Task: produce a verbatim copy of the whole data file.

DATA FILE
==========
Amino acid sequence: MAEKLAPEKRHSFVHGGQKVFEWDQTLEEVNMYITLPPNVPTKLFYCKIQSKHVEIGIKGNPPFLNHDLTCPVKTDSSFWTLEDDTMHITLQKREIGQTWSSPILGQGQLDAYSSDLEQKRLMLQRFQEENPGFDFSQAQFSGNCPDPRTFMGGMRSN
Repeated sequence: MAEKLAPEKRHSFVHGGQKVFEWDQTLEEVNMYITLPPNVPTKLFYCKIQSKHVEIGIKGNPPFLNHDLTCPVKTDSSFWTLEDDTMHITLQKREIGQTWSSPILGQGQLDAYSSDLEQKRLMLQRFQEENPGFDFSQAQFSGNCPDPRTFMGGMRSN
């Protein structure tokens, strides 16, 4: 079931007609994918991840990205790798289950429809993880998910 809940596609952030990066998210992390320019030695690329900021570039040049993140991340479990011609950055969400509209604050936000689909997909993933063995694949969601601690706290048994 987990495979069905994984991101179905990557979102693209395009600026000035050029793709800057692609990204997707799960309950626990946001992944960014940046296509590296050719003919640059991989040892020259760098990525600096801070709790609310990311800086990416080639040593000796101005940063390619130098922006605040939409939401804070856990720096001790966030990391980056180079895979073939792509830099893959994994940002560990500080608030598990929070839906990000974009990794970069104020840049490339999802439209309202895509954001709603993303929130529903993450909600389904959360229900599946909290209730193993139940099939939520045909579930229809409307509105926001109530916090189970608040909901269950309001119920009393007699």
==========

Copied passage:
Amino acid sequence: MAEKLAPEKRHSFVHGGQKVFEWDQTLEEVNMYITLPPNVPTKLFYCKIQSKHVEIGIKGNPPFLNHDLTCPVKTDSSFWTLEDDTMHITLQKREIGQTWSSPILGQGQLDAYSSDLEQKRLMLQRFQEENPGFDFSQAQFSGNCPDPRTFMGGMRSN
Repeated sequence: MAEKLAPEKRHSFVHGGQKVFEWDQTLEEVNMYITLPPNVPTKLFYCKIQSKHVEIGIKGNPPFLNHDLTCPVKTDSSFWTLEDDTMHITLQKREIGQTWSSPILGQGQLDAYSSDLEQKRLMLQRFQEENPGFDFSQAQFSGNCPDPRTFMGGMRSN
């Protein structure tokens, strides 16, 4: 079931007609994918991840990205790798289950429809993880998910 809940596609952030990066998210992390320019030695690329900021570039040049993140991340479990011609950055969400509209604050936000689909997909993933063995694949969601601690706290048994 987990495979069905994984991101179905990557979102693209395009600026000035050029793709800057692609990204997707799960309950626990946001992944960014940046296509590296050719003919640059991989040892020259760098990525600096801070709790609310990311800086990416080639040593000796101005940063390619130098922006605040939409939401804070856990720096001790966030990391980056180079895979073939792509830099893959994994940002560990500080608030598990929070839906990000974009990794970069104020840049490339999802439209309202895509954001709603993303929130529903993450909600389904959360229900599946909290209730193993139940099939939520045909579930229809409307509105926001109530916090189970608040909901269950309001119920009393007699």